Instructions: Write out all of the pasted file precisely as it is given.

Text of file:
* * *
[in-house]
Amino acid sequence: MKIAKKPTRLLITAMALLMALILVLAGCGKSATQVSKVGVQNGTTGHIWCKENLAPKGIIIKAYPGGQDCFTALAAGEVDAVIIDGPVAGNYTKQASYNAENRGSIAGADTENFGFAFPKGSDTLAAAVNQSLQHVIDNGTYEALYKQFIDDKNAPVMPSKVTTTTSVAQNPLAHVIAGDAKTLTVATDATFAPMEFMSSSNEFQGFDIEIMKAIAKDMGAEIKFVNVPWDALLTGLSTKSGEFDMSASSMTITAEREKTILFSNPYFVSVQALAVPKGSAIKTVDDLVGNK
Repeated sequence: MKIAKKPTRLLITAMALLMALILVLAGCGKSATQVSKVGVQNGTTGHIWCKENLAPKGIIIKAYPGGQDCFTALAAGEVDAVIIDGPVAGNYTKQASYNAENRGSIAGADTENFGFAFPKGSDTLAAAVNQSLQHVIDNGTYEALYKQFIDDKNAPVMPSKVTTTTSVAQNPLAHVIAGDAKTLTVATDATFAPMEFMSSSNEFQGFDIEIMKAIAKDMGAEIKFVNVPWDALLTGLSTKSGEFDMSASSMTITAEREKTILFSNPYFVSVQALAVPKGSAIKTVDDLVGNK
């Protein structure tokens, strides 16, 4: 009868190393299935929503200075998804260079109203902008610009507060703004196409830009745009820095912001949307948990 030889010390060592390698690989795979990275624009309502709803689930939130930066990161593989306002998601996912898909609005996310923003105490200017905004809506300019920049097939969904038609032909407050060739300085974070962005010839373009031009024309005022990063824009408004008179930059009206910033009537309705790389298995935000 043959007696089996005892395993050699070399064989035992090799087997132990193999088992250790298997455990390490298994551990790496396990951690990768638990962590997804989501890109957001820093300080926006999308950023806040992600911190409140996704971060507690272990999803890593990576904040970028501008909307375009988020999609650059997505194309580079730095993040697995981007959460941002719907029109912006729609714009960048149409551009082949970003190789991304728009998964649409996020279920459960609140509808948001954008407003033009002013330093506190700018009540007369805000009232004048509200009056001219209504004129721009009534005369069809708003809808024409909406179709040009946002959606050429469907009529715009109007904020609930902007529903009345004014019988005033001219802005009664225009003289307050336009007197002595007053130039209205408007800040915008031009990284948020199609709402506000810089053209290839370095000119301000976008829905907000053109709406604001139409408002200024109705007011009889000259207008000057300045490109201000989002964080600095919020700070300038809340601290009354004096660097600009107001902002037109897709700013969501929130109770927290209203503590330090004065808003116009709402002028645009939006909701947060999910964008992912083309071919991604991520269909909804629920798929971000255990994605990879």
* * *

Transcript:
[in-house]
Amino acid sequence: MKIAKKPTRLLITAMALLMALILVLAGCGKSATQVSKVGVQNGTTGHIWCKENLAPKGIIIKAYPGGQDCFTALAAGEVDAVIIDGPVAGNYTKQASYNAENRGSIAGADTENFGFAFPKGSDTLAAAVNQSLQHVIDNGTYEALYKQFIDDKNAPVMPSKVTTTTSVAQNPLAHVIAGDAKTLTVATDATFAPMEFMSSSNEFQGFDIEIMKAIAKDMGAEIKFVNVPWDALLTGLSTKSGEFDMSASSMTITAEREKTILFSNPYFVSVQALAVPKGSAIKTVDDLVGNK
Repeated sequence: MKIAKKPTRLLITAMALLMALILVLAGCGKSATQVSKVGVQNGTTGHIWCKENLAPKGIIIKAYPGGQDCFTALAAGEVDAVIIDGPVAGNYTKQASYNAENRGSIAGADTENFGFAFPKGSDTLAAAVNQSLQHVIDNGTYEALYKQFIDDKNAPVMPSKVTTTTSVAQNPLAHVIAGDAKTLTVATDATFAPMEFMSSSNEFQGFDIEIMKAIAKDMGAEIKFVNVPWDALLTGLSTKSGEFDMSASSMTITAEREKTILFSNPYFVSVQALAVPKGSAIKTVDDLVGNK
């Protein structure tokens, strides 16, 4: 009868190393299935929503200075998804260079109203902008610009507060703004196409830009745009820095912001949307948990 030889010390060592390698690989795979990275624009309502709803689930939130930066990161593989306002998601996912898909609005996310923003105490200017905004809506300019920049097939969904038609032909407050060739300085974070962005010839373009031009024309005022990063824009408004008179930059009206910033009537309705790389298995935000 043959007696089996005892395993050699070399064989035992090799087997132990193999088992250790298997455990390490298994551990790496396990951690990768638990962590997804989501890109957001820093300080926006999308950023806040992600911190409140996704971060507690272990999803890593990576904040970028501008909307375009988020999609650059997505194309580079730095993040697995981007959460941002719907029109912006729609714009960048149409551009082949970003190789991304728009998964649409996020279920459960609140509808948001954008407003033009002013330093506190700018009540007369805000009232004048509200009056001219209504004129721009009534005369069809708003809808024409909406179709040009946002959606050429469907009529715009109007904020609930902007529903009345004014019988005033001219802005009664225009003289307050336009007197002595007053130039209205408007800040915008031009990284948020199609709402506000810089053209290839370095000119301000976008829905907000053109709406604001139409408002200024109705007011009889000259207008000057300045490109201000989002964080600095919020700070300038809340601290009354004096660097600009107001902002037109897709700013969501929130109770927290209203503590330090004065808003116009709402002028645009939006909701947060999910964008992912083309071919991604991520269909909804629920798929971000255990994605990879």